Publisher: Llewellyan Worldwide Ltd. (Midnight Ink Books)
Bingo Barge Murder is the debut novel for Jessie Chandler and the first in the Shay O'Hanlon mystery series. It's another entry in the genre of slapstick stories that feature a bumbling amateur and her friends.
Shay O'Hanlon runs a coffee shop called The Rabbit Hole where her most difficult job is making a proper latte until the police want to talk to her best friend Coop about the murder of his boss. Instead of working with a police detective who Shay finds very attractive, she decides to try and solve the situation herself. The consequences result in kidnappings, more murders and tangling with Mafia hit men. The entire plot revolves around a shipment of very valuable nuts that Shay manages to steal and that several other parties want. Along the way Shay acquires a large, but loveable dog and manages to put more of her friends in danger. Even taking the beautiful Detective Bordeaux into her confidence doesn't insure that Shay will be able to rescue her friends or escape injury herself.
Readers who enjoy farcical stories with humorous characters will probably like this book. It has the stereotypical people – the hapless friend who can't do anything right (Coop), the feisty older woman who doesn't know when to be quiet (Eddy) and the unrepentant gossip (Kate). The villains also fit into typical role models. None of the characters are developed beyond their roles, so they tend to be rather flat. The story moves along at a clip however and has enough ridiculous situations to be amusing.
True lovers of mysteries will probably want to avoid this book. There really isn't a mystery in it except to wonder how many inept maneuvers characters can make in one story. Not once, but twice, Shay knows that "dangerous" people are after her and, instead of insulating herself and her friends from the threat, she decides to go to sleep or do something else which allows the criminals to catch up to her. All Shay can talk about is how efficient and good at her job Detective Bordeaux is, but then she treats the police like they can't solve a simple case. Shay, who has no training at all, manages to keep finding evidence that is in plain view, but seems to have eluded the police when they went through the same area. Bordeaux reveals that the police have been working on the case for months with few solutions, but Shay is able to settle everything in a matter of days. Vicious killers can't deal with an old woman or manage to shoot a gun and hit someone who is standing right in front of them. After a while these inconsistencies become irritating.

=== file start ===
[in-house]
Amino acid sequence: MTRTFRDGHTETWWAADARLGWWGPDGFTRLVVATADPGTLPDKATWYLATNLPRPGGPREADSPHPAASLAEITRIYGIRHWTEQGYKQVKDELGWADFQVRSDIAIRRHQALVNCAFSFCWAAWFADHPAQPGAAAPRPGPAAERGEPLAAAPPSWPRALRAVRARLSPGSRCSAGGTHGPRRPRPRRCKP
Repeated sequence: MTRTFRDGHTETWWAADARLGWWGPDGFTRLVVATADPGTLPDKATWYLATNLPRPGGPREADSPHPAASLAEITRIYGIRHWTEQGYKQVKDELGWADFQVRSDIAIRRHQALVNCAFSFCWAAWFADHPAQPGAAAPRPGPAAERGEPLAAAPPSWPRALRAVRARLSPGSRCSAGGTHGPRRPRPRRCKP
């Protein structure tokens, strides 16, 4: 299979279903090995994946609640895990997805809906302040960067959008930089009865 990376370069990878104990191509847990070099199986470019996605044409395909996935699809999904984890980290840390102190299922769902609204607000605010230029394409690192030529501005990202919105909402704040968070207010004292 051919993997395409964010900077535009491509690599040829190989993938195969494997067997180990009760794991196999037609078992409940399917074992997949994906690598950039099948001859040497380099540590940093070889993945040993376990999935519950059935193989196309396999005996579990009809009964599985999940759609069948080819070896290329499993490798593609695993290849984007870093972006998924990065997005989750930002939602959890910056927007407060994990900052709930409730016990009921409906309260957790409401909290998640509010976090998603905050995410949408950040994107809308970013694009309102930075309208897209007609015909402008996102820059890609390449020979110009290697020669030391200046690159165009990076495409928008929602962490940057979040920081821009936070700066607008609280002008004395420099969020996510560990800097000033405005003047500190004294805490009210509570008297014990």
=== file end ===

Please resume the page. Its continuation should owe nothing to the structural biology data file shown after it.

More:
Bingo Barge Murder isn't a bad book. It simply contains many of the missteps made by first time authors. There is enough good about it to hold out hope that Chandler will improve with experience. She has a strong cast of characters to work with and that might be where the book went astray. Since it is the first in a series, it reads more like Chandler was trying to introduce her cast than focus on telling a compelling mystery. The book is fine for an entertaining reading, but it's not one that has you turning pages because you can't put it down.